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Advanced Medicine with Dr. Rashid A. Buttar – May 21, 2018

Home » Cancer » Advanced Medicine with Dr. Rashid A. Buttar – May 21, 2018 Advanced Medicine with Dr. Rashid A. Buttar – May 21, 2018 Posted on Aug 13, 2018 in Cancer , Chronic Disease , Medical Rewind If you missed Advanced Medicine with Dr. Rashid A. Bell, be sure to go to www.MedicalRewind.com to listen to the show replay.
Get ready to learn things not traditionally taught to medical doctors! Some of the things you will hear Dr. Buttar and Robert talk about in this week’s show are:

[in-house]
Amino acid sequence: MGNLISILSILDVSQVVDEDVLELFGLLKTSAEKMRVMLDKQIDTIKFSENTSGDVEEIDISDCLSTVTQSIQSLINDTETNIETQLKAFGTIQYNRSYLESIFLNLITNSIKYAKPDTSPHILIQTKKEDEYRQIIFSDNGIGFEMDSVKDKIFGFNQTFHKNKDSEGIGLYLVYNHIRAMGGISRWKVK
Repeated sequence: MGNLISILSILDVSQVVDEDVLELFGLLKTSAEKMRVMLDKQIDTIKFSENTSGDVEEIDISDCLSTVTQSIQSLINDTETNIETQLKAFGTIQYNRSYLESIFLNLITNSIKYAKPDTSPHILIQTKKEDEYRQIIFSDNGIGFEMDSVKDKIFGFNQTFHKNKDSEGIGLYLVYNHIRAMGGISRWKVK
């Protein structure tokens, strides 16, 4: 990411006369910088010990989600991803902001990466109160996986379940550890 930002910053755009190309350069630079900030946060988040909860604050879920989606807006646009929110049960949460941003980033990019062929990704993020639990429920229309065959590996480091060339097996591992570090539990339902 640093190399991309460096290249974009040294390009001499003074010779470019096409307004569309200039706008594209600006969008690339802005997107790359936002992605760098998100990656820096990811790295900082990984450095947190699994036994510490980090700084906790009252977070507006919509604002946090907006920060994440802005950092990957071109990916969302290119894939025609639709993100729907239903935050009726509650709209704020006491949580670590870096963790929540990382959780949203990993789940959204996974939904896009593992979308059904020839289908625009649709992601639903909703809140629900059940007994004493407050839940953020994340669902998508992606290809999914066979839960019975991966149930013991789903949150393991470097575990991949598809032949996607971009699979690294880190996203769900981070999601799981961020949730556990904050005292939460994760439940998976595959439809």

Scientists reveal likely cause of childhood leukaemia –A major new analysis reveals for the first time the likely cause of most cases of childhood leukaemia, following more than a century of controversy about its origins. Professor Mel Greaves from The Institute of Cancer Research, London, assessed the most comprehensive body of evidence ever collected on acute lymphoblastic leukaemia (ALL) – the most common type of childhood cancer. His research concludes that the disease is caused through a two-step process of genetic mutation and exposure to infection that means it may be preventable with treatments to stimulate or ‘prime’ the immune system in infancy. The first step involves a genetic mutation that occurs before birth in the foetus and predisposes children to leukaemia—but only 1 per cent of children born with this genetic change go on to develop the disease. The second step is also crucial. The disease is triggered later, in childhood, by exposure to one or more common infections, but primarily in children who experienced ‘clean’ childhoods in the first year of life, without much interaction with other infants or older children.